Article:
Fun with LogParser

this morning i had some free time (and also was fed up with WMI, with which i was experimenting the last days) – so i opened my ever growing outlook task list and one entry catched my attention “check out LogParser!”.

cool – that’s fun. so i installed the IIS 6 Resource Kit Tools which includes the newest version of LogParser (which is 2.1).

LogParser is a tool from Microsoft to (hey the name says it :) parse Log Files. Supported formats include IIS log files, Windows Event log files, URLSCAN logs, IIS 6 HTTPERR logs, CSV files, generic text files and some more.

You can query those files with sql syntax which is very nice. Ouput formats include text or sql tables or xml.

What i always wanted to do is to write some little scripts to check several security related logs on my web server.

First i started to query some event log data.

The following query gives all events from the system eventlog, ordered by number of occurences and event type (error, warning, info). this gives a good overview of the most common types of errors on the system (the -O:DATAGRID parameters opens a window and shows all results in a data grid).

logparser “select distinct EventID, EventTypeName, Message, Count(*) as Entries from System group by EventID, Message, EventTypeName order by EventTypeName, Entries DESC” -i:EVT -o:DATAGRID

Another thing i am interested in, is to see failed logon attempts to the machine.

logparser “select distinct SID from Security where EventID IN (529; 530; 531; 532; 533; 534; 535; 537; 539)”

A very nice feature of LogParser is the ability to resolve SIDs to account names. The RESOLVE_SID function does this.

logparser “select distinct SID, RESOLVE_SID(SID) as Username from Security where EventID IN (529; 530; 531; 532; 533; 534; 535; 537; 539)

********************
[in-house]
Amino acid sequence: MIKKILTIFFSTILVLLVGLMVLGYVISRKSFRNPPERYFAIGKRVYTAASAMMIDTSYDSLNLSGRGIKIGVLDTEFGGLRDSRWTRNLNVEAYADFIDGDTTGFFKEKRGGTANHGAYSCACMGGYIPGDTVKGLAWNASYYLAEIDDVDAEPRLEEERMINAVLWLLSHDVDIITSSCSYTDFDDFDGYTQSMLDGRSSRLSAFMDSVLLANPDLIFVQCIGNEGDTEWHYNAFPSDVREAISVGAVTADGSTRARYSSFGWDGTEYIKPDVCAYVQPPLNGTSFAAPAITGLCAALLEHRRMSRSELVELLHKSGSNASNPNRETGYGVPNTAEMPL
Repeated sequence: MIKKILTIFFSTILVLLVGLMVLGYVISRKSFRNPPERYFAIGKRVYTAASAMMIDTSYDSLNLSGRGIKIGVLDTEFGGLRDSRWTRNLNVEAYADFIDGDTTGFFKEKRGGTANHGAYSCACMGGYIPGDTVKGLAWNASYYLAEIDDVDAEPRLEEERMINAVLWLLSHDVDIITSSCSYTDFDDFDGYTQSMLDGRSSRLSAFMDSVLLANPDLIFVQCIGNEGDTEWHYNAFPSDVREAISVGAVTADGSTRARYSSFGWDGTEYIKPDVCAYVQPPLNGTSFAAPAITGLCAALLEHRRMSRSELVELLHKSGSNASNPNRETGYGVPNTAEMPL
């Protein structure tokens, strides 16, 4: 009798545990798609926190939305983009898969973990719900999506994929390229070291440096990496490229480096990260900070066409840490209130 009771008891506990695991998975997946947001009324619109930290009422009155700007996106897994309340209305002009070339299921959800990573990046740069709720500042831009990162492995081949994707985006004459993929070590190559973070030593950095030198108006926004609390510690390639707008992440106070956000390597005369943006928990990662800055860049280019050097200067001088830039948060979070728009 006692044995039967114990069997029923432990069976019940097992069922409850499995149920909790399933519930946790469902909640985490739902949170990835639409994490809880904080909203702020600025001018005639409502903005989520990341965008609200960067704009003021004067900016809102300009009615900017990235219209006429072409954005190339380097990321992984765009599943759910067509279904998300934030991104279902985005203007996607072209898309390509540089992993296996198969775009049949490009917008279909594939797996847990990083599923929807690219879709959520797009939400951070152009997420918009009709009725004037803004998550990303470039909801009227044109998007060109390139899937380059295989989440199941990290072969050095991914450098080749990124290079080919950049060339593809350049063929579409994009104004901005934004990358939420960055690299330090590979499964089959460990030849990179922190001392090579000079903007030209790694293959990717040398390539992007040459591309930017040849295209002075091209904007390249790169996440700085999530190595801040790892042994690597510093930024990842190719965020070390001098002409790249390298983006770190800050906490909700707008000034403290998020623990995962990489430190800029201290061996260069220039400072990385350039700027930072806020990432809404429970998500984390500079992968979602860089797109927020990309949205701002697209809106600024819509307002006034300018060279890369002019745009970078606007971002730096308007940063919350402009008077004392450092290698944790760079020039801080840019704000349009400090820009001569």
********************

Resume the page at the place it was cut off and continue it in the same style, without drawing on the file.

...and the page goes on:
Now i turned my attention to querying several IIS log files. First i wanted to see the IP addresses with the most rejected pakets in URLSCAN.

logparser “SELECT TOP 10 ClientIP, COUNT(*) as Entries FROM URLSCAN WHERE Comment LIKE ‘Url%’ GROUP BY ClientIP ORDER BY Entries DESC” -o:DATAGRID

Comparable to RESOLVE_SID LogParser include the RESOLVEDNS function which can resolve IP addresses to DNS names. This is very slow but can come in handy.

logparser “SELECT TOP 10 REVERSEDNS(ClientIP), COUNT(*) as Entries FROM URLSCAN WHERE Comment LIKE ‘Url%’ GROUP BY ClientIP ORDER BY Entries DESC” -o:DATAGRID

A similar query can be used to parse IIS 6 HTTPERR log entries.

logparser “SELECT TOP 10 src-ip, s-reason, Count(*) as Hits FROM HTTPERR group by src-ip, s-reason order by Hits DESC”

There’s also an article on SecurityFocus which discusses forensic analysis of a web server with LogParser.

The Fun Part

DasBlog has a Referrer Menu where you can see what different kinds of RSS Reader are used to subscribe and how often they hit the web site. But you can only see the User-Agent names, not how many distinct IP addresses are behind these agents.

So i first wrote a query to see all User-Agents that sent requests to the server.

logparser “select distinct cs(User-Agent) from ex*.log order by cs(User-Agent)”

to see the corresponding IP addresses

logparser  “select distinct c-ip, cs(User-Agent) from ex*.log order by cs(User-Agent)”

To see how many hits the corresponding Agents and IP addresses have produced, use

logparser “SELECT distinct c-ip AS Client, cs(User-Agent), COUNT(*) as Hits FROM ex*.log group by cs(User-Agent), Client order by cs(User-Agent), Hits DESC”

..So if you want to see how many different people are using NewsGator, you can type

logparser “SELECT distinct c-ip AS Client, cs(User-Agent), COUNT(*) as Hits FROM ex*.log where cs(User-Agent) like ‘news%’ group by cs(User-Agent), Client order by cs(User-Agent), Hits DESC”

i like it!

Now my spare time is over and i can delete one entry from my task list (before adding several new ones :). maybe someone finds that useful.

I can also recommend having a look into the LogParser sample files included in the resource kit. they show some common queries and how you can use COM automation from scripts (there is also a sample script to find typical HTTP attack signatures in IIS Logs).

Another good LogParser resource is www.logparser.com, which includes a forum and a sample to use LogParser from C#

 

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